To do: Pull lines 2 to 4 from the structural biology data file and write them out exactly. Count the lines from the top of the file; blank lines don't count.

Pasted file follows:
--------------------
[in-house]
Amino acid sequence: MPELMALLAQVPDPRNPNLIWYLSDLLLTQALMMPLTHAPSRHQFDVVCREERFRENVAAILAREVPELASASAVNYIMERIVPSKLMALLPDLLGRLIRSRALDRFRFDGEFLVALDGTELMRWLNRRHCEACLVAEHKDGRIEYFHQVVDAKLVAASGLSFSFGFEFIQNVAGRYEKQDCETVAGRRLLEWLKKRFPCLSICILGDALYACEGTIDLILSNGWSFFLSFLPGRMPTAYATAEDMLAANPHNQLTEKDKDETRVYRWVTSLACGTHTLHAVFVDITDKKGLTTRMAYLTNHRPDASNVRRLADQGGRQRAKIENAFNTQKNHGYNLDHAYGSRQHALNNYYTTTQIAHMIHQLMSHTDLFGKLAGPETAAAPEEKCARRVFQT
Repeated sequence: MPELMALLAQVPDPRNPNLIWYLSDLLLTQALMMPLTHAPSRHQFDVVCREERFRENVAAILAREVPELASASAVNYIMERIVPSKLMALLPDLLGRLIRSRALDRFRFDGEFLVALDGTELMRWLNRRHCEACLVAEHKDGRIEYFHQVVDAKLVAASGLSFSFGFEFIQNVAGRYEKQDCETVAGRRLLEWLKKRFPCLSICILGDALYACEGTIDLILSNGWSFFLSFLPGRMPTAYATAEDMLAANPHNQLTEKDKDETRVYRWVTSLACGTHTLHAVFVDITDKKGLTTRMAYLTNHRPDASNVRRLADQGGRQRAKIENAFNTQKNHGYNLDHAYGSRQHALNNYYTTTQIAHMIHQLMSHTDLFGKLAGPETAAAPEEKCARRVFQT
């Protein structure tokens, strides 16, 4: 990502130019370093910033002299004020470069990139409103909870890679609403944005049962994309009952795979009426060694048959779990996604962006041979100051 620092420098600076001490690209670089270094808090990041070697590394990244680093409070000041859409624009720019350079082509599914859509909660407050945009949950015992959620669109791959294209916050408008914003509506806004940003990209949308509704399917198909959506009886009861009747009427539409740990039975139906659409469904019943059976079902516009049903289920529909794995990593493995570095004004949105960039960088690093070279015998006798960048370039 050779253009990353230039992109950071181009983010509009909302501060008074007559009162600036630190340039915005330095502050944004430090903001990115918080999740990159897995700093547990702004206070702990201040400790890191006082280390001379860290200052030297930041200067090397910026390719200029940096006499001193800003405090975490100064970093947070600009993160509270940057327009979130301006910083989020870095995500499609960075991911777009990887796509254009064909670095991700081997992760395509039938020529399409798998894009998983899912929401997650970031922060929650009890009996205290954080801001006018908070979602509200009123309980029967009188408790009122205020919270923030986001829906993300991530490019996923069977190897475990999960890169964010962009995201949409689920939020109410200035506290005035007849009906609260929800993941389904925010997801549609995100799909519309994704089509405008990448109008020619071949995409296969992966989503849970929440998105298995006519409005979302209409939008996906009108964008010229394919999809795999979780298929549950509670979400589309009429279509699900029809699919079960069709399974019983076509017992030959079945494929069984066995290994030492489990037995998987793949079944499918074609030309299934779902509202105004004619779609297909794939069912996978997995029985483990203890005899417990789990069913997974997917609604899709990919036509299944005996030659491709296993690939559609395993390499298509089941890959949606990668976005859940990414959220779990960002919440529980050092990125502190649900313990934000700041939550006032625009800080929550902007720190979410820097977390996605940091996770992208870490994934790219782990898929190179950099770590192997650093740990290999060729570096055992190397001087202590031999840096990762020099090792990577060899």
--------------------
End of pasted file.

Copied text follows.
Amino acid sequence: MPELMALLAQVPDPRNPNLIWYLSDLLLTQALMMPLTHAPSRHQFDVVCREERFRENVAAILAREVPELASASAVNYIMERIVPSKLMALLPDLLGRLIRSRALDRFRFDGEFLVALDGTELMRWLNRRHCEACLVAEHKDGRIEYFHQVVDAKLVAASGLSFSFGFEFIQNVAGRYEKQDCETVAGRRLLEWLKKRFPCLSICILGDALYACEGTIDLILSNGWSFFLSFLPGRMPTAYATAEDMLAANPHNQLTEKDKDETRVYRWVTSLACGTHTLHAVFVDITDKKGLTTRMAYLTNHRPDASNVRRLADQGGRQRAKIENAFNTQKNHGYNLDHAYGSRQHALNNYYTTTQIAHMIHQLMSHTDLFGKLAGPETAAAPEEKCARRVFQT
Repeated sequence: MPELMALLAQVPDPRNPNLIWYLSDLLLTQALMMPLTHAPSRHQFDVVCREERFRENVAAILAREVPELASASAVNYIMERIVPSKLMALLPDLLGRLIRSRALDRFRFDGEFLVALDGTELMRWLNRRHCEACLVAEHKDGRIEYFHQVVDAKLVAASGLSFSFGFEFIQNVAGRYEKQDCETVAGRRLLEWLKKRFPCLSICILGDALYACEGTIDLILSNGWSFFLSFLPGRMPTAYATAEDMLAANPHNQLTEKDKDETRVYRWVTSLACGTHTLHAVFVDITDKKGLTTRMAYLTNHRPDASNVRRLADQGGRQRAKIENAFNTQKNHGYNLDHAYGSRQHALNNYYTTTQIAHMIHQLMSHTDLFGKLAGPETAAAPEEKCARRVFQT
């Protein structure tokens, strides 16, 4: 990502130019370093910033002299004020470069990139409103909870890679609403944005049962994309009952795979009426060694048959779990996604962006041979100051 620092420098600076001490690209670089270094808090990041070697590394990244680093409070000041859409624009720019350079082509599914859509909660407050945009949950015992959620669109791959294209916050408008914003509506806004940003990209949308509704399917198909959506009886009861009747009427539409740990039975139906659409469904019943059976079902516009049903289920529909794995990593493995570095004004949105960039960088690093070279015998006798960048370039 050779253009990353230039992109950071181009983010509009909302501060008074007559009162600036630190340039915005330095502050944004430090903001990115918080999740990159897995700093547990702004206070702990201040400790890191006082280390001379860290200052030297930041200067090397910026390719200029940096006499001193800003405090975490100064970093947070600009993160509270940057327009979130301006910083989020870095995500499609960075991911777009990887796509254009064909670095991700081997992760395509039938020529399409798998894009998983899912929401997650970031922060929650009890009996205290954080801001006018908070979602509200009123309980029967009188408790009122205020919270923030986001829906993300991530490019996923069977190897475990999960890169964010962009995201949409689920939020109410200035506290005035007849009906609260929800993941389904925010997801549609995100799909519309994704089509405008990448109008020619071949995409296969992966989503849970929440998105298995006519409005979302209409939008996906009108964008010229394919999809795999979780298929549950509670979400589309009429279509699900029809699919079960069709399974019983076509017992030959079945494929069984066995290994030492489990037995998987793949079944499918074609030309299934779902509202105004004619779609297909794939069912996978997995029985483990203890005899417990789990069913997974997917609604899709990919036509299944005996030659491709296993690939559609395993390499298509089941890959949606990668976005859940990414959220779990960002919440529980050092990125502190649900313990934000700041939550006032625009800080929550902007720190979410820097977390996605940091996770992208870490994934790219782990898929190179950099770590192997650093740990290999060729570096055992190397001087202590031999840096990762020099090792990577060899």